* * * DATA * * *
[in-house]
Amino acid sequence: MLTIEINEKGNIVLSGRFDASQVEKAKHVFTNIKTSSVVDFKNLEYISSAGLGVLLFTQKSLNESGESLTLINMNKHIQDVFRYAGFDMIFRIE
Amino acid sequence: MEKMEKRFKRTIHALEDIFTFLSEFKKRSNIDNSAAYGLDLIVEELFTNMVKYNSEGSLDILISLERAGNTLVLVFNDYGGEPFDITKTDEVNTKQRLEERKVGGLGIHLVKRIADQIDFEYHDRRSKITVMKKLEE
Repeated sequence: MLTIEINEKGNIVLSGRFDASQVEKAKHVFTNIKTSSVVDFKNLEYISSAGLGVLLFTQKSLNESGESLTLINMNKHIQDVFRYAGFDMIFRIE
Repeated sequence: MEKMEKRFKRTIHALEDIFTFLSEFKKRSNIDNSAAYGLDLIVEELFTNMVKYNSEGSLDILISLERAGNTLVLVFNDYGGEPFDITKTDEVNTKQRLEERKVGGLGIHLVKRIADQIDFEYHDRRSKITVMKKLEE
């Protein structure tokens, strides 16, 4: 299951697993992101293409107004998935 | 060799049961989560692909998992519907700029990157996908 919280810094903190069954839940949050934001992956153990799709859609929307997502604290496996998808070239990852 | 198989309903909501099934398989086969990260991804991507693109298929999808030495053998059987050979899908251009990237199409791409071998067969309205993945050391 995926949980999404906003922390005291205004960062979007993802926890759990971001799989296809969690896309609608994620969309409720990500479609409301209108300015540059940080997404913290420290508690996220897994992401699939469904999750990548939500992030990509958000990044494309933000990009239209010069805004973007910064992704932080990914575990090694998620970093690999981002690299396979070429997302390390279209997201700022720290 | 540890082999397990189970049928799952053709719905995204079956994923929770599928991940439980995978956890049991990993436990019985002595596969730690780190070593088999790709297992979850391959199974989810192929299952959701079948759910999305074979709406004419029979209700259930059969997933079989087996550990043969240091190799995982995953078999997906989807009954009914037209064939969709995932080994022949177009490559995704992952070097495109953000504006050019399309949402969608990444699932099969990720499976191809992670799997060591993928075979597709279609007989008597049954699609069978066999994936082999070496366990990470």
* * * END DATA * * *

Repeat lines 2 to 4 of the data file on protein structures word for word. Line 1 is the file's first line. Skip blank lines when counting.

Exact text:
Amino acid sequence: MLTIEINEKGNIVLSGRFDASQVEKAKHVFTNIKTSSVVDFKNLEYISSAGLGVLLFTQKSLNESGESLTLINMNKHIQDVFRYAGFDMIFRIE
Amino acid sequence: MEKMEKRFKRTIHALEDIFTFLSEFKKRSNIDNSAAYGLDLIVEELFTNMVKYNSEGSLDILISLERAGNTLVLVFNDYGGEPFDITKTDEVNTKQRLEERKVGGLGIHLVKRIADQIDFEYHDRRSKITVMKKLEE
Repeated sequence: MLTIEINEKGNIVLSGRFDASQVEKAKHVFTNIKTSSVVDFKNLEYISSAGLGVLLFTQKSLNESGESLTLINMNKHIQDVFRYAGFDMIFRIE